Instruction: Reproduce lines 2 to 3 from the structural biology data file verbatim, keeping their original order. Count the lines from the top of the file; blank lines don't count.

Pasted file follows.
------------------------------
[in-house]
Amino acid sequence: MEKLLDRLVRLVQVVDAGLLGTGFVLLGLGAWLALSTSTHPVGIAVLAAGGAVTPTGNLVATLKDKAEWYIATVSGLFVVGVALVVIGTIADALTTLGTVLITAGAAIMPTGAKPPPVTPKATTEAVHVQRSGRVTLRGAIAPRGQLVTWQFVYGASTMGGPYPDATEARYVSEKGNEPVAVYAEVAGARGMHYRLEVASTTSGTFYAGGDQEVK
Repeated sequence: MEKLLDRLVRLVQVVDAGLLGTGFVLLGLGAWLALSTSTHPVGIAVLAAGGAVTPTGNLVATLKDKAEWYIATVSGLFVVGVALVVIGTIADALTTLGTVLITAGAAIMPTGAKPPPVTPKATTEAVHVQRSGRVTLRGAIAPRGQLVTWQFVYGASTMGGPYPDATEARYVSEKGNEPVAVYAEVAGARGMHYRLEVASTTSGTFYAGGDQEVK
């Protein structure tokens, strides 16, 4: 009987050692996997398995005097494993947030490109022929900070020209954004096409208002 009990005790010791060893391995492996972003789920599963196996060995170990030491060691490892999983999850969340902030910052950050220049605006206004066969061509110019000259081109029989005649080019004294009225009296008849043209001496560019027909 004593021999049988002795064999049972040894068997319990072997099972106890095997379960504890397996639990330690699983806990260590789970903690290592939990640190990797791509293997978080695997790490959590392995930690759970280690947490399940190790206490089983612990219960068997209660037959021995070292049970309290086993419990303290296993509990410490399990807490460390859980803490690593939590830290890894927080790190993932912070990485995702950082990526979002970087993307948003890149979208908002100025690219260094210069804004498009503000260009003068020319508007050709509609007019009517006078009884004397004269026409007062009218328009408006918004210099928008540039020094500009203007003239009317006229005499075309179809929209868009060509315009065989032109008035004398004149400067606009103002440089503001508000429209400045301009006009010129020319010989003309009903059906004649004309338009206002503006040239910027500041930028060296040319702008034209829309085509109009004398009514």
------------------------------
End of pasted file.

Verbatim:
Amino acid sequence: MEKLLDRLVRLVQVVDAGLLGTGFVLLGLGAWLALSTSTHPVGIAVLAAGGAVTPTGNLVATLKDKAEWYIATVSGLFVVGVALVVIGTIADALTTLGTVLITAGAAIMPTGAKPPPVTPKATTEAVHVQRSGRVTLRGAIAPRGQLVTWQFVYGASTMGGPYPDATEARYVSEKGNEPVAVYAEVAGARGMHYRLEVASTTSGTFYAGGDQEVK
Repeated sequence: MEKLLDRLVRLVQVVDAGLLGTGFVLLGLGAWLALSTSTHPVGIAVLAAGGAVTPTGNLVATLKDKAEWYIATVSGLFVVGVALVVIGTIADALTTLGTVLITAGAAIMPTGAKPPPVTPKATTEAVHVQRSGRVTLRGAIAPRGQLVTWQFVYGASTMGGPYPDATEARYVSEKGNEPVAVYAEVAGARGMHYRLEVASTTSGTFYAGGDQEVK